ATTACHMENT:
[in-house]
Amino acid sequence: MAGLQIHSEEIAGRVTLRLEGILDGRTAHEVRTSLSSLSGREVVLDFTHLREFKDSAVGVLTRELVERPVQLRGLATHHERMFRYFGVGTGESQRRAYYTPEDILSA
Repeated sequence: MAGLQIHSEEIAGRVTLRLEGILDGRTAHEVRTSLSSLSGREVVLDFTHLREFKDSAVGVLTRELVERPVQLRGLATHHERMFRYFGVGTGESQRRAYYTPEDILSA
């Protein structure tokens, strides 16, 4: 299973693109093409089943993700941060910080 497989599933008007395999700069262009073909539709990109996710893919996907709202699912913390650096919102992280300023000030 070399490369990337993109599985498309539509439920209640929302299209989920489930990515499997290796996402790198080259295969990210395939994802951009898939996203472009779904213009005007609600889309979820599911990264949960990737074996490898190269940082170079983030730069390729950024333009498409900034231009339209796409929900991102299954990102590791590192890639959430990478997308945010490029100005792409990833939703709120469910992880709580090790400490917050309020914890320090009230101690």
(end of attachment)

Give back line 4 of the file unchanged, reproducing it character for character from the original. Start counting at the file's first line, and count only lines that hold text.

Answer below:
């Protein structure tokens, strides 16, 4: 299973693109093409089943993700941060910080 497989599933008007395999700069262009073909539709990109996710893919996907709202699912913390650096919102992280300023000030 070399490369990337993109599985498309539509439920209640929302299209989920489930990515499997290796996402790198080259295969990210395939994802951009898939996203472009779904213009005007609600889309979820599911990264949960990737074996490898190269940082170079983030730069390729950024333009498409900034231009339209796409929900991102299954990102590791590192890639959430990478997308945010490029100005792409990833939703709120469910992880709580090790400490917050309020914890320090009230101690």